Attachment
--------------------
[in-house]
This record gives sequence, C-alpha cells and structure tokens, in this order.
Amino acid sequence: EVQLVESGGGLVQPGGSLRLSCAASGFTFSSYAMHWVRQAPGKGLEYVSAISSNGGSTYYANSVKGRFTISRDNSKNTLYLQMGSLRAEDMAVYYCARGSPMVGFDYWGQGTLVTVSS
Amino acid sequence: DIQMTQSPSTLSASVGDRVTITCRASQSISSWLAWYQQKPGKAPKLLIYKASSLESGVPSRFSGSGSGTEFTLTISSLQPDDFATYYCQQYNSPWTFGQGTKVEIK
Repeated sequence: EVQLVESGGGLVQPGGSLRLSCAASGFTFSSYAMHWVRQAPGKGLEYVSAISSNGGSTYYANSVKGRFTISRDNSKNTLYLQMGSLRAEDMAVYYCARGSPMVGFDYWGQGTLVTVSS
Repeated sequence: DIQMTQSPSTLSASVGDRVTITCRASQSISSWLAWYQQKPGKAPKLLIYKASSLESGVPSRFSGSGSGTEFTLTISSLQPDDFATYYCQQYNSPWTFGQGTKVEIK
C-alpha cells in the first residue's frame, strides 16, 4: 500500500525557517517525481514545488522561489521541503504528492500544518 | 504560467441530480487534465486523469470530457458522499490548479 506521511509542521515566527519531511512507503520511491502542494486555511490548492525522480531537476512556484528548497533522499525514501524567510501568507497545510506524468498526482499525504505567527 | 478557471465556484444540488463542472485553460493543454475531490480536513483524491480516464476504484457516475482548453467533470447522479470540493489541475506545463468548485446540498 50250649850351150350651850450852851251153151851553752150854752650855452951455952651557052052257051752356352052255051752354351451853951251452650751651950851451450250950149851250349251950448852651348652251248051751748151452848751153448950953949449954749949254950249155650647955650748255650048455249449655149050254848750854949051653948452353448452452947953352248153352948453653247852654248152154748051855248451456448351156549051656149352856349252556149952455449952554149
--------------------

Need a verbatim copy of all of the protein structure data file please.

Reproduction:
[in-house]
This record gives sequence, C-alpha cells and structure tokens, in this order.
Amino acid sequence: EVQLVESGGGLVQPGGSLRLSCAASGFTFSSYAMHWVRQAPGKGLEYVSAISSNGGSTYYANSVKGRFTISRDNSKNTLYLQMGSLRAEDMAVYYCARGSPMVGFDYWGQGTLVTVSS
Amino acid sequence: DIQMTQSPSTLSASVGDRVTITCRASQSISSWLAWYQQKPGKAPKLLIYKASSLESGVPSRFSGSGSGTEFTLTISSLQPDDFATYYCQQYNSPWTFGQGTKVEIK
Repeated sequence: EVQLVESGGGLVQPGGSLRLSCAASGFTFSSYAMHWVRQAPGKGLEYVSAISSNGGSTYYANSVKGRFTISRDNSKNTLYLQMGSLRAEDMAVYYCARGSPMVGFDYWGQGTLVTVSS
Repeated sequence: DIQMTQSPSTLSASVGDRVTITCRASQSISSWLAWYQQKPGKAPKLLIYKASSLESGVPSRFSGSGSGTEFTLTISSLQPDDFATYYCQQYNSPWTFGQGTKVEIK
C-alpha cells in the first residue's frame, strides 16, 4: 500500500525557517517525481514545488522561489521541503504528492500544518 | 504560467441530480487534465486523469470530457458522499490548479 506521511509542521515566527519531511512507503520511491502542494486555511490548492525522480531537476512556484528548497533522499525514501524567510501568507497545510506524468498526482499525504505567527 | 478557471465556484444540488463542472485553460493543454475531490480536513483524491480516464476504484457516475482548453467533470447522479470540493489541475506545463468548485446540498 50250649850351150350651850450852851251153151851553752150854752650855452951455952651557052052257051752356352052255051752354351451853951251452650751651950851451450250950149851250349251950448852651348652251248051751748151452848751153448950953949449954749949254950249155650647955650748255650048455249449655149050254848750854949051653948452353448452452947953352248153352948453653247852654248152154748051855248451456448351156549051656149352856349252556149952455449952554149